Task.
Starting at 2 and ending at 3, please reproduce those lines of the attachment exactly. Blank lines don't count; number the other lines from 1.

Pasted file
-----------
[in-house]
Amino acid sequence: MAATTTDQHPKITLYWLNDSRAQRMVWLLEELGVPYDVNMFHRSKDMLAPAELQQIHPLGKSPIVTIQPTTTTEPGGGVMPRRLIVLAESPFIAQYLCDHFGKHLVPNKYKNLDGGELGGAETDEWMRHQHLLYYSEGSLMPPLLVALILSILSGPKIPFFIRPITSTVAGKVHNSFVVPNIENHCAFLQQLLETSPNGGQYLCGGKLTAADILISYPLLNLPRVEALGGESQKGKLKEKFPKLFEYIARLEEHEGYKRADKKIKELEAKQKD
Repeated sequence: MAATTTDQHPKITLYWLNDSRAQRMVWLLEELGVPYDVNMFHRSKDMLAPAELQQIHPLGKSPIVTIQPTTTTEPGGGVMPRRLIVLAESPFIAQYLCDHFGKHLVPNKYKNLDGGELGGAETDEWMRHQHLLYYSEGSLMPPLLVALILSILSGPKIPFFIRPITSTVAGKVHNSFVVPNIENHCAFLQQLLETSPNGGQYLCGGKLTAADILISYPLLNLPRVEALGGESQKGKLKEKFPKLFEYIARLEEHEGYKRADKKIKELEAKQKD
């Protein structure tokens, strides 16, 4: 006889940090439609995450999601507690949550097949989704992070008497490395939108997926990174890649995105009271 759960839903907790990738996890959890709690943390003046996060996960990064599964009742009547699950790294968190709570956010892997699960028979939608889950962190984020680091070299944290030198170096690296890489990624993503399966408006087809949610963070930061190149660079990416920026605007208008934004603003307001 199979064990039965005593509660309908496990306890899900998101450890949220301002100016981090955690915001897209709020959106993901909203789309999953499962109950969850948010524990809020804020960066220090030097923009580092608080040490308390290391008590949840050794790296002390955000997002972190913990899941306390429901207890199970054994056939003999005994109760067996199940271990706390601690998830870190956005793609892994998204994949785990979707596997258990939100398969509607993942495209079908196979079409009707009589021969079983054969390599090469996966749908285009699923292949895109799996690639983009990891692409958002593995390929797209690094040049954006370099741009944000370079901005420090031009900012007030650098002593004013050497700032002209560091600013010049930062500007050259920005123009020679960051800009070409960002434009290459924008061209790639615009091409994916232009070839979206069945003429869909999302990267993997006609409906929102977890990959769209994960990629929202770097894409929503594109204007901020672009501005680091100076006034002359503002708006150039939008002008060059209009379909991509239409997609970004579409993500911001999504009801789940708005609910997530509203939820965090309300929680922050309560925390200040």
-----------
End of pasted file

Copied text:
Amino acid sequence: MAATTTDQHPKITLYWLNDSRAQRMVWLLEELGVPYDVNMFHRSKDMLAPAELQQIHPLGKSPIVTIQPTTTTEPGGGVMPRRLIVLAESPFIAQYLCDHFGKHLVPNKYKNLDGGELGGAETDEWMRHQHLLYYSEGSLMPPLLVALILSILSGPKIPFFIRPITSTVAGKVHNSFVVPNIENHCAFLQQLLETSPNGGQYLCGGKLTAADILISYPLLNLPRVEALGGESQKGKLKEKFPKLFEYIARLEEHEGYKRADKKIKELEAKQKD
Repeated sequence: MAATTTDQHPKITLYWLNDSRAQRMVWLLEELGVPYDVNMFHRSKDMLAPAELQQIHPLGKSPIVTIQPTTTTEPGGGVMPRRLIVLAESPFIAQYLCDHFGKHLVPNKYKNLDGGELGGAETDEWMRHQHLLYYSEGSLMPPLLVALILSILSGPKIPFFIRPITSTVAGKVHNSFVVPNIENHCAFLQQLLETSPNGGQYLCGGKLTAADILISYPLLNLPRVEALGGESQKGKLKEKFPKLFEYIARLEEHEGYKRADKKIKELEAKQKD